The Acceptability of Avatar Patients for Teaching and Assessing Pediatric Residents in Communicating Medical Ambiguity

Document Type


Publication Date



Pediatrics, Medical Education

Journal Title

Journal of Graduate Medical Education

MeSH Headings

Humans; Child; Internship and Residency; Education, Medical, Graduate; Patient Simulation; Communication; Learning; Clinical Competence; Teaching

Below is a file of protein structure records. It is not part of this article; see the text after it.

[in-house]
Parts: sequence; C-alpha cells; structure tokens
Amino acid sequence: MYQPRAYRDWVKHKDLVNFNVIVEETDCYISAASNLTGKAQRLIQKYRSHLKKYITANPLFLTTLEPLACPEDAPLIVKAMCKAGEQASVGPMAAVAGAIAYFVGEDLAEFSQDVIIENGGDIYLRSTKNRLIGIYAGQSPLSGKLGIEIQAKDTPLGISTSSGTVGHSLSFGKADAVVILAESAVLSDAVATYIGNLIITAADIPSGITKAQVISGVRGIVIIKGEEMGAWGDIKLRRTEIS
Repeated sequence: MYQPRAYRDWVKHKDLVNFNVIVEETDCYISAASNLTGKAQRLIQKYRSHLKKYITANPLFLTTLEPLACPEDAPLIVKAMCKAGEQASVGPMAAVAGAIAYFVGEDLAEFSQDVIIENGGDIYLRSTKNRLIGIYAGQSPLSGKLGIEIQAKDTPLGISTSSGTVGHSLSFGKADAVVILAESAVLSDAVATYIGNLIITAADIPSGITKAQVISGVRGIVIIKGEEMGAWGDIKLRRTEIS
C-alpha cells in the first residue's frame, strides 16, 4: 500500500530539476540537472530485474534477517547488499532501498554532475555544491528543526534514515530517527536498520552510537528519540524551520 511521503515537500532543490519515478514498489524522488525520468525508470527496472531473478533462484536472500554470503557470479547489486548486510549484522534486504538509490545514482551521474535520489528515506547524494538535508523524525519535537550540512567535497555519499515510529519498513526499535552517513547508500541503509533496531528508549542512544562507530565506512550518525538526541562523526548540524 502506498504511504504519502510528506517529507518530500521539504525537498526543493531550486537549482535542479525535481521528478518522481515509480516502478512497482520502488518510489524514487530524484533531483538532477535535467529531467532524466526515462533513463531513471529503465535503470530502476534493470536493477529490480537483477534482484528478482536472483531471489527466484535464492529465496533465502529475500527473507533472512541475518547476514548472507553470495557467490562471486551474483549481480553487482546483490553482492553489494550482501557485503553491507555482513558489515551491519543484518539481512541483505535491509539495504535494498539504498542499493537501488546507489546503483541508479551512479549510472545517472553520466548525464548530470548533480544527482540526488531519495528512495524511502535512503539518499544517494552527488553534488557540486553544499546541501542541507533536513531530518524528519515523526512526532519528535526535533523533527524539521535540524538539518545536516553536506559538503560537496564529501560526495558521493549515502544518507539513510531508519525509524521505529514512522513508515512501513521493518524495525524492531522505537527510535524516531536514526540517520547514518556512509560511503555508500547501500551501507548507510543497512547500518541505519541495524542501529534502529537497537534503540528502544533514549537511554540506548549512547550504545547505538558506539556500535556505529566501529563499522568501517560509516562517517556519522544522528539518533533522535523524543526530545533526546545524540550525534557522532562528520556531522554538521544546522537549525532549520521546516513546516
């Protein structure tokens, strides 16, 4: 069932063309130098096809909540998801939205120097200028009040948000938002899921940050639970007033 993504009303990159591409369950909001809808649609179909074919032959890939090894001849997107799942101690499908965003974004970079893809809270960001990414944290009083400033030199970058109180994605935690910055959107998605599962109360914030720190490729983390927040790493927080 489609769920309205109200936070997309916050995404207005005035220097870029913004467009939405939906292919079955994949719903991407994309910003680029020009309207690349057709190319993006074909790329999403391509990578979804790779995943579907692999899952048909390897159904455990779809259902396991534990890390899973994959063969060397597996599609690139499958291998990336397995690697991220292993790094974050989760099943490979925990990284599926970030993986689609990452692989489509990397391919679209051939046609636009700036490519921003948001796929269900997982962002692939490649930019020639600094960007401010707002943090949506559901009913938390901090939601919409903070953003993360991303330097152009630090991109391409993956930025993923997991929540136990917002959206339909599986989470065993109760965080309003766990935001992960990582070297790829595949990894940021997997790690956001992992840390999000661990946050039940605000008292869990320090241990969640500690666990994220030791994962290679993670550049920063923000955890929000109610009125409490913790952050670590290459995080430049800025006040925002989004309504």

BACKGROUND: Simulation offers a means to assess resident competence in communication, but pediatric standardized patient simulation has limitations. A novel educational technology, avatar patients (APs), holds promise, but its acceptability to residents, educational relevance, and perception of realism have not been determined. OBJECTIVE: To determine if APs are acceptable, provide a relevant educational experience, and are realistic for teaching and assessment of a complex communication topic. METHODS: Pediatric residents at one academic institution participated in an AP experience from 2019 to 2021 consisting of 2 scenarios representing issues of medical ambiguity. After the experience, residents completed a survey on the emotional relevance, realism, and acceptability of the technology for assessment of their communication competence. RESULTS: AP actor training required approximately 3 hours. Software and training was provided free of charge. Actors were paid $30/hour; the total estimated curricular cost is $50,000. Sixty-five of 89 (73%) pediatric residents participated in the AP experience; 61 (93.8%) completed the survey. Forty-eight (78.7%) were emotionally invested in the scenarios. The most cited emotions evoked were anxiety, uncertainty, concern, and empathy. The conversations were rated by 49 (80.3%) as realistic. APs were rated as beneficial for learning to communicate about medical ambiguity by 40 (65.5%), and 41 (66.7%) felt comfortable having APs used to assess their competence in this area. CONCLUSIONS: Pediatric residents were emotionally invested in the AP experience and found it to be realistic. The experience was rated as beneficial for learning and acceptable to be used for assessment of how to communicate medical ambiguity.

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